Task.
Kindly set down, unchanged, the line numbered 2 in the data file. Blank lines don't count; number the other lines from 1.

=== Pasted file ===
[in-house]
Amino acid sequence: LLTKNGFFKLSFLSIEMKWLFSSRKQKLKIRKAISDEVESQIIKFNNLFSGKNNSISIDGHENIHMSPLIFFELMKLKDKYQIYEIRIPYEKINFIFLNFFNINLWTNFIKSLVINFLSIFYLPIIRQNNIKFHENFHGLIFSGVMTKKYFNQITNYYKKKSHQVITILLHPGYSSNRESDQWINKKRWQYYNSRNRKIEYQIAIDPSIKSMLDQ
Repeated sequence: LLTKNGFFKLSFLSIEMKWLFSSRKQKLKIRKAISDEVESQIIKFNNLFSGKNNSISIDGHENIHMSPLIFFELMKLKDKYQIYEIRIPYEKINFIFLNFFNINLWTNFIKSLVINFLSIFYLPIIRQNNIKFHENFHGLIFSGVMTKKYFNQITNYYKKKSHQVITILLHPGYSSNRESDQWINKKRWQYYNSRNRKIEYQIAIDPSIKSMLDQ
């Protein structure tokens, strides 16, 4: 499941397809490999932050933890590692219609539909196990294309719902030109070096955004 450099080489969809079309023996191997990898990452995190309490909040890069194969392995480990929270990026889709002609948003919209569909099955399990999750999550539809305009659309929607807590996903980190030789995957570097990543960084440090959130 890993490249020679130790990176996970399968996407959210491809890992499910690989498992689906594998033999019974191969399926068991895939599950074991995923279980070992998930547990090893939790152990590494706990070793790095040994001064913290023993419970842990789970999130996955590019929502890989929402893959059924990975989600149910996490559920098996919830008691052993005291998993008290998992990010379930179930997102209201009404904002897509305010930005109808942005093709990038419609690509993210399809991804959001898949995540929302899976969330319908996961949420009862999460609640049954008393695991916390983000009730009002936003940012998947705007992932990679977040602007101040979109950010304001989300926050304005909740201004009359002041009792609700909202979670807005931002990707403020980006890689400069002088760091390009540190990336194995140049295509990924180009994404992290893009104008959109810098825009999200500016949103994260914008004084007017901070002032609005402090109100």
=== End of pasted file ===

Amino acid sequence: LLTKNGFFKLSFLSIEMKWLFSSRKQKLKIRKAISDEVESQIIKFNNLFSGKNNSISIDGHENIHMSPLIFFELMKLKDKYQIYEIRIPYEKINFIFLNFFNINLWTNFIKSLVINFLSIFYLPIIRQNNIKFHENFHGLIFSGVMTKKYFNQITNYYKKKSHQVITILLHPGYSSNRESDQWINKKRWQYYNSRNRKIEYQIAIDPSIKSMLDQ